How docker replaced my virtual machines and chroots

In one of my earlier posts I showed you why and how I use chroots for software development. In situations were the isolation of a chroot is not enough, I sometimes also used virtual machines. Both solutions have its pros and cons: A chroot is quite easy to setup and access with no virtualization overhead and you get native host performance. Virtualization offers very good isolation and some nice features e.g. creating snapshots, but it’s not very convenient if you want to use it “transparently” and the virtual machine’s performance suffers the virtualization overhead. Especially the limited 3D performance makes it impossible for me to use a virtual machine in some cases.

For my use-cases, docker provides the benefits of both, chroots and virtual machines. In this post I assumes you know what docker is and how it basically works.

What I want to do - some typical use-cases

Before I show you how I use docker, here a few examples of what I want to do. This are two typical use-cases:


  • On the host I’m running Arch Linux 64-bit writing some code for some super exciting software.
  • I compile/debug and test it on my host.
  • I want to create a packages of the same software for Ubuntu 12.04 32-bit and 64-bit (or any other Linux system)
  • I have to compile/test and maybe debug it on this systems
  • I need hardware accelerated 3D support for running the software I’m working on


  • I want to use a specific software (maybe even in a specific version) what is not available for my host system’s Linux distribution.
  • E.g. I want to use ROS. There are packages for Ubuntu 14.04, but not for Arch Linux. It consists of dozens individual packages and I don’t want to fiddle around with building it from source.

The old-school solution to carry out this tasks would be to natively boot into the required system and do the required work. Quite inconvenient, not to say totally impracticable if multiple different systems are required. Chroot’s and virtual machines are a more practical solution - I used them often and a combination of both is a good solution. Read on if you want to know why and how I now use docker to replace both, my virtual machines and my chroots.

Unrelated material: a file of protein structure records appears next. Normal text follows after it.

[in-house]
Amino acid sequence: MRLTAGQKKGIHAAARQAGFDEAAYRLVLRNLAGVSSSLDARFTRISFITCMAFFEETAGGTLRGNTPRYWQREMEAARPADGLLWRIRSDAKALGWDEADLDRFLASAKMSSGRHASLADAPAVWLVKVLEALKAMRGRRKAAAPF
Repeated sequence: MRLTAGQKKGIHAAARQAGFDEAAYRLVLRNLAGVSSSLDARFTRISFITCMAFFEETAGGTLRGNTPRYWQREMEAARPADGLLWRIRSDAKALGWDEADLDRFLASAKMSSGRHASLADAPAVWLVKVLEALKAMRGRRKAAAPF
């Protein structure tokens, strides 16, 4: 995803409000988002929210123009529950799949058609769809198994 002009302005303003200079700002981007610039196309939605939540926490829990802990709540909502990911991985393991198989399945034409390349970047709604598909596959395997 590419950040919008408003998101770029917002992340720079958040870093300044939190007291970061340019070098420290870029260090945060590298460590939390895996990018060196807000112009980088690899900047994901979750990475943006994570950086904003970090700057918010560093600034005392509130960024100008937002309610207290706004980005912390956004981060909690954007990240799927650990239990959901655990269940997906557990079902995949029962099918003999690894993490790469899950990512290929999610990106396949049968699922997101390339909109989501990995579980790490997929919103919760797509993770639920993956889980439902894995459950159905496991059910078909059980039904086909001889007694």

Docker can do it

Some time ago I started to play around with docker. At this time it was not ready to replace either my chroots nor my vm’s in a convenient way … spawning additional processes inside a running container was not possible (at least not in an a convenient way). Not to blame docker - my use-cases just don’t fit the main intent of docker. Docker is a system for management and deployment of application containers, not operating system containers. I don’t want to go into detail what docker is and what not, but the use-cases provided above are not most typical for what docker is usually used.

Nevertheless since version 1.3 docker is flexible enough to support what I want to do in a quite convenient way: they introduced docker exec. This allows to spawn additional processes in an already running container. E.g. running docker exec -it ubuntu1204 /bin/bash spawns bash in the running container ubuntu1204. This is quite handy if I want to run several interacting applications inside a single container on demand, e.g. client + server and a debugger or whatsoever.

The nice thing is that docker makes it so easy to create complete development- or runtime environments for whatever Linux within a few minutes. Also docker features like making snapshots and recreating the same environment on different machines can be quite handy.

How I use docker

The Dockerfile

Now I show you how I set up my dockerized Ubuntu development and runtime environment. Below the Dockerfile for my ubuntu 14.04 based image.

Note: The Dockerfile installs the proprietary NVIDIA driver for accelerated 3D support - you eventually have to modify the “install graphics driver” section for your needs. For more information on how to get hardware accelerated 3D support with docker read one of my oder posts. Also the user and uid in the “create user/setup environment” must be adjusted if you want to use this Dockerfile on your host with your user.

FROM ubuntu:14.04
MAINTAINER github/gklingler

# ===== install/setup prerequisites =====
RUN apt-get update